Sinclairville Senior Citizens hear talk on Dewittville Poor Farm

Submitted Photo Pictured is Cassadaga Historian John Sipos (left) receiving two old china dishes from Historian Walter Waite, which were used at the Chautauqua County Poor Farm in Dewittville from 1921 through 1961. The Dewittville Poor Farm was an important part of county history that helped many people in need.

SINCLAIRVILLE — Cassadaga Village Historian John Sipos was the recent guest speaker at the Sinclairville Senior Citizens luncheon. The senior group meets once a month for a luncheon and a program in the Sinclairville Fire Hall dining room on the second Tuesday of each month at noon.

Lunch was served first, with a ham being provided by Treasurer Charles Sylvester, and others bringing dishes of food and desserts to add to the meal. A fine selection of food with ample amounts was enjoyed by all.

Diman Smith of Sinclairville is the president of the group, and welcomed all to the luncheon. The blessing prior to the luncheon was given by Larry Downey. Festive table decorations were provided by Vice President Linda Parmenter. Betty Wielgasz is the sunshine chairman and reported on the cards sent for birthdays and to those who are ill from the group. Sipos, who also serves as the secretary, read the minutes of the previous meeting, and Sylvester gave the financial report of the group.

Sipos spoke about the Chautauqua County Poor Farm, which was located in Dewittville from 1830 until 1961. When the county was being settled, there was a realization that there was a need to take care of the poor people and those who were ill. In 1824, New York state passed a law in which counties were instructed to help people in need. For some, they were down on their luck, out of money and just ill.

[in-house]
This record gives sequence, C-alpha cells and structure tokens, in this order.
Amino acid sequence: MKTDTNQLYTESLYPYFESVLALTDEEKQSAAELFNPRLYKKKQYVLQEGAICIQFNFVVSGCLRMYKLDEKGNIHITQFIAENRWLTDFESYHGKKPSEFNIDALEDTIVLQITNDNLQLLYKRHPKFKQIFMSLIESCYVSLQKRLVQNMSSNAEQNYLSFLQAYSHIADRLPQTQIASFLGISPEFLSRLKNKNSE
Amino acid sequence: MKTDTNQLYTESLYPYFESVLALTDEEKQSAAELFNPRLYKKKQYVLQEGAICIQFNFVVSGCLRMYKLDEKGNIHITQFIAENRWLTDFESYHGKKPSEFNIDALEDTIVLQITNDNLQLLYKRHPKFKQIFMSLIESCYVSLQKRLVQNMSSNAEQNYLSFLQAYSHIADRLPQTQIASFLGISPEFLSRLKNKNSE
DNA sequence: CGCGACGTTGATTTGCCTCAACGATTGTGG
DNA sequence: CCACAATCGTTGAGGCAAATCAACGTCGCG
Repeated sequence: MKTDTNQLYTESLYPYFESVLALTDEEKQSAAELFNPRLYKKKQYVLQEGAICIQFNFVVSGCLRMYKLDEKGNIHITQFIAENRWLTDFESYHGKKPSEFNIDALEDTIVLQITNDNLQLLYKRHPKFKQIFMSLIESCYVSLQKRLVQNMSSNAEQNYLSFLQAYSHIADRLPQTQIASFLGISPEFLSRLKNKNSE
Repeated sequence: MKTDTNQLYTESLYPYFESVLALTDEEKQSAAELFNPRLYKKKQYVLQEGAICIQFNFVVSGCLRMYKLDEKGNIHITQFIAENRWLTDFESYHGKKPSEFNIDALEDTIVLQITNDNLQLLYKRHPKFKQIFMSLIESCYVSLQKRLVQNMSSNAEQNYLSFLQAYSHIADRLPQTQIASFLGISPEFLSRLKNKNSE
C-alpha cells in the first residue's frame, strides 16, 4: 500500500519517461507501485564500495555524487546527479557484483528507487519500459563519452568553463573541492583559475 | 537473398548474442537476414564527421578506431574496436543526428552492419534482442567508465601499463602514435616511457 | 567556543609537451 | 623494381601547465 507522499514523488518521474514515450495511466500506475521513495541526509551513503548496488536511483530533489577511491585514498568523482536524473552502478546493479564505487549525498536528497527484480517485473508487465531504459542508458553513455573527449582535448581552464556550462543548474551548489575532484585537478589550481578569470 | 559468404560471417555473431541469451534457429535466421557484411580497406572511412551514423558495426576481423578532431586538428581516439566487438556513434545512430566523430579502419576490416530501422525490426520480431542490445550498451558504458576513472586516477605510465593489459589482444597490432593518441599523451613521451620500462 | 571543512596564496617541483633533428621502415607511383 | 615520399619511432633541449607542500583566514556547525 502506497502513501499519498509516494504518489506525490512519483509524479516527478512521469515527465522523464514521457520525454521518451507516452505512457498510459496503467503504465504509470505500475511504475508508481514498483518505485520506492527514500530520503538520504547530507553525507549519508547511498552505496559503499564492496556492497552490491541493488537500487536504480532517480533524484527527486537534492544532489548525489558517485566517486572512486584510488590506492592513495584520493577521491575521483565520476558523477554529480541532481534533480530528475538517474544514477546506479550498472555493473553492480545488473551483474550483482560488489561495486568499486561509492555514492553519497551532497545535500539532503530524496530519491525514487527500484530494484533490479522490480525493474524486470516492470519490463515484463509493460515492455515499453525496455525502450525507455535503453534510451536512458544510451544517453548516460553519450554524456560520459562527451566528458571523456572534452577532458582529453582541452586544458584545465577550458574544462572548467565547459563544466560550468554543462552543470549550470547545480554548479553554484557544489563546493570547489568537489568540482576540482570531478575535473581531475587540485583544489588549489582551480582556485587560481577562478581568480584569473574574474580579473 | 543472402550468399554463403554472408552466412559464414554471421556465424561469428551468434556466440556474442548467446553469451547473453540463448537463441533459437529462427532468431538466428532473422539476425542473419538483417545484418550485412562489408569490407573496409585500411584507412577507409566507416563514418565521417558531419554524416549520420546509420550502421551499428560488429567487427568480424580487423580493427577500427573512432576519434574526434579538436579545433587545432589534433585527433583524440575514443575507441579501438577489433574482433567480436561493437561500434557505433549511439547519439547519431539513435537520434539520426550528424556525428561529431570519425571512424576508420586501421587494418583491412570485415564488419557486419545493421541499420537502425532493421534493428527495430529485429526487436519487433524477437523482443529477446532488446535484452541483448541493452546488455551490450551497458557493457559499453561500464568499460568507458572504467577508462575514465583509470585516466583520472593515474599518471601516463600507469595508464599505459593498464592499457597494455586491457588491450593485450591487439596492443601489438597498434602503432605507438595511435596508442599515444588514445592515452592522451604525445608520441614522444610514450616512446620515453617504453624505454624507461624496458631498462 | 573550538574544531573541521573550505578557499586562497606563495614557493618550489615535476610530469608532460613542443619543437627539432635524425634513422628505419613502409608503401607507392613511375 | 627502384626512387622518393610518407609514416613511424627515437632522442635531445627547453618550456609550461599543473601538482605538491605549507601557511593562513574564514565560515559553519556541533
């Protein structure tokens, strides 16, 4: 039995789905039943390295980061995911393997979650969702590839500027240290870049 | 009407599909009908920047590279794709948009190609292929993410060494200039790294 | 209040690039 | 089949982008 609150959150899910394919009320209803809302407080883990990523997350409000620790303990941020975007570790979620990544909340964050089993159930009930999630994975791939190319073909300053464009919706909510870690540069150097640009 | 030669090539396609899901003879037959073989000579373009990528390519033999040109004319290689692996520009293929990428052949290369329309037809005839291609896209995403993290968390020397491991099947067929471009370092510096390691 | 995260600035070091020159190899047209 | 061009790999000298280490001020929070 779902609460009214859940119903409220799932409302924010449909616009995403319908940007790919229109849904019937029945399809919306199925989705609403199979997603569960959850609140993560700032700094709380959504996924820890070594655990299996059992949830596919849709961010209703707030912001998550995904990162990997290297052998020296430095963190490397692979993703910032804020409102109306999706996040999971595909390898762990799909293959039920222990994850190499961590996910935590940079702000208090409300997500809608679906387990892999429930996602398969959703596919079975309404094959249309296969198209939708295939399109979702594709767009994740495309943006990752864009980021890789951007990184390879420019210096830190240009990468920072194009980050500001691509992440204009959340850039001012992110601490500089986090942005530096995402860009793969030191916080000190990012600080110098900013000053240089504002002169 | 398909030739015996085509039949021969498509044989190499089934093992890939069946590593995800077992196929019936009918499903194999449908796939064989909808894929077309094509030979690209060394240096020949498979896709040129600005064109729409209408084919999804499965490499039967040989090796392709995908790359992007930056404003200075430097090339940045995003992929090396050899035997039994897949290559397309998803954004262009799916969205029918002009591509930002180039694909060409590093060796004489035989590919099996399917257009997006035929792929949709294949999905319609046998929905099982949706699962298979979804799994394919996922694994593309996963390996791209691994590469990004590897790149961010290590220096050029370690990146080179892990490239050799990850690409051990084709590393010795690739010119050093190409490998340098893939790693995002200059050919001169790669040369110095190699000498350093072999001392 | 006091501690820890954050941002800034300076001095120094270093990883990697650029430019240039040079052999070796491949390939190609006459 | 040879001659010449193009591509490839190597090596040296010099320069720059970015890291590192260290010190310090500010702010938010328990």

A number of farm sites were studied, and the 90-acre Todd farm in Dewittville was purchased, and a home for the many people was constructed and opened in 1831. Those living there were self sufficient, as this was a place to live, and the people took care of themselves, cattle were raised, crops were grown and food was prepared. The labors of the people were important. Their ovens, built in the basement, would bake 200 loaves of bread a day for example. Each town in the county would provide funds for the farm.

This first building lasted for 35 years, and just wore out. A second building was constructed in 1867, and considered one of the more beautiful buildings in the county. Records were kept of the people who came there — their names, from where, and their condition. Some died on the farm and were buried in the Poor House cemetery located on the grounds. Eventually a newer building was constructed, and more barns. In 1961, it closed when the Chautauqua County Home on Temple Road in Dunkirk was constructed, and the people were moved to the new home.

The buildings were sold and eventually fell down from disrepair. All that is left is the cemetery with grave markers with numbers on them. Sipos did a fine job presenting an important part of the county’s history, using old photographs and pages of notes.

Historian Walter Waite was in the audience, and after the speech, stood up, and said he wanted to present something to Sipos. Waite had purchased the china dishes, which were used at the Poor Farm at the time of the closing of the farm, and wanted to present to Sipos two old dishes, dating to 1921, for use in his further speeches.

The next gathering of the senior group will be March 14 at noon. A corned beef and cabbage meal will be provided and those attending are asked to bring a dish of food or dessert to add to the meal and their own table service. New members are always welcome.